On a mission from his god, young wizard Rowan discovers a threat to the people of Great Oak and the humans of the land beyond. Will his faith sustain him, or plunge the land into war?

Art by Virmir. ( http://art.by.virmir.com/ http://virmir.deviantart.com/ )
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Oct. 24th, 2012 @ 09:43 pm Worried
Current Mood: worriedworried
Current Music: Skyrim OST
"Find out just what a people will submit to, and you have found out the exact amount of injustice and wrong which will be imposed upon them; and these will continue till they are resisted with either words or blows, or with both. The limits of tyrants are prescribed by the endurance of those whom they oppress."

Despite years of training in law and rhetoric and history, I find I'm still getting stressed out and repeatedly drawn into unwinnable arguments. Why do I bother? Because we're so close to the end of the game. Frederick Douglass' words, above, are a lot of why. If we don't argue, if we don't fight with words to explain what the problem is, it will just get worse and worse until violence breaks out. In the last few days I've argued online with people who don't understand that there's a basic dispute of constitutional law and the purpose of government. Who don't understand that "I can pass any law I want and that automatically makes it legal" is the same as saying "I own you." Or worse, who openly tell me they reject the idea of limited government and who go out of their way to re-interpret any pro-freedom argument as mustache-twirling evil. Fighting in this way is my obligation, but it hurts worse than I'd expected.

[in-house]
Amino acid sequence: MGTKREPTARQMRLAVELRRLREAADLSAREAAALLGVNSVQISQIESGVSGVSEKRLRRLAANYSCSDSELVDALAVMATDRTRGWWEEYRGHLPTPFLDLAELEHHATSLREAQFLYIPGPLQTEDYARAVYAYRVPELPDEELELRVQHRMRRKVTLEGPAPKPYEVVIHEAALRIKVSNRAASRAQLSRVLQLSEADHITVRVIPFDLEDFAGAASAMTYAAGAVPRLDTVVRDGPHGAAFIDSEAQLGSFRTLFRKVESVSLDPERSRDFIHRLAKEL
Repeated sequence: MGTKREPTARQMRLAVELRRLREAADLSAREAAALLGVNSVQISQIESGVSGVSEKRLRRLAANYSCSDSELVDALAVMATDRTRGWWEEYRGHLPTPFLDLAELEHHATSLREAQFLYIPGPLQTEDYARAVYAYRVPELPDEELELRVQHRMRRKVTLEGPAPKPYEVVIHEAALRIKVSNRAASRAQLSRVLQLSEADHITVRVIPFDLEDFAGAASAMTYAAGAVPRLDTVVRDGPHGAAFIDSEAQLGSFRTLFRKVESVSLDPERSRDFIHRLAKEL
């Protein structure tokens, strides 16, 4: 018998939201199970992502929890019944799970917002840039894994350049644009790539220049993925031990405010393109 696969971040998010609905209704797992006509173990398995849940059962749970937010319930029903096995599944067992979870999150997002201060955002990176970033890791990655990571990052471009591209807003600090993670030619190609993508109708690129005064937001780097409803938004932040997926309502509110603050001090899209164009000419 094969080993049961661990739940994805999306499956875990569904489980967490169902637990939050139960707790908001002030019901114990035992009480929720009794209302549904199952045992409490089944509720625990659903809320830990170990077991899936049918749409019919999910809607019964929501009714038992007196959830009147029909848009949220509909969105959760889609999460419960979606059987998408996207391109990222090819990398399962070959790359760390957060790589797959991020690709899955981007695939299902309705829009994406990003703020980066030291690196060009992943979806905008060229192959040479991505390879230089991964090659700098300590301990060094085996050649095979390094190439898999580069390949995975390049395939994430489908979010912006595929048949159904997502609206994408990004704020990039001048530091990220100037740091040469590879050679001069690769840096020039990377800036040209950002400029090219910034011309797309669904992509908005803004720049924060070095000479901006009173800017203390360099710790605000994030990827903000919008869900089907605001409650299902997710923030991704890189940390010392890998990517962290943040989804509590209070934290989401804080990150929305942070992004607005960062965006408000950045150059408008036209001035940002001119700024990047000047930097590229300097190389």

I know the people on my side are not always articulate or consistent in what they're saying, but please, please understand that we're very close to being slaves with long leashes. They can sense that. The more intellectual people on the other side are openly saying they oppose the entire basis of our legal and economic system; they want to tear out our heart and replace it with something alien and deadly. If that can't be prevented, please understand that you're going to be lied to up and down about what our motives are, when we resist -- peacefully, I hope.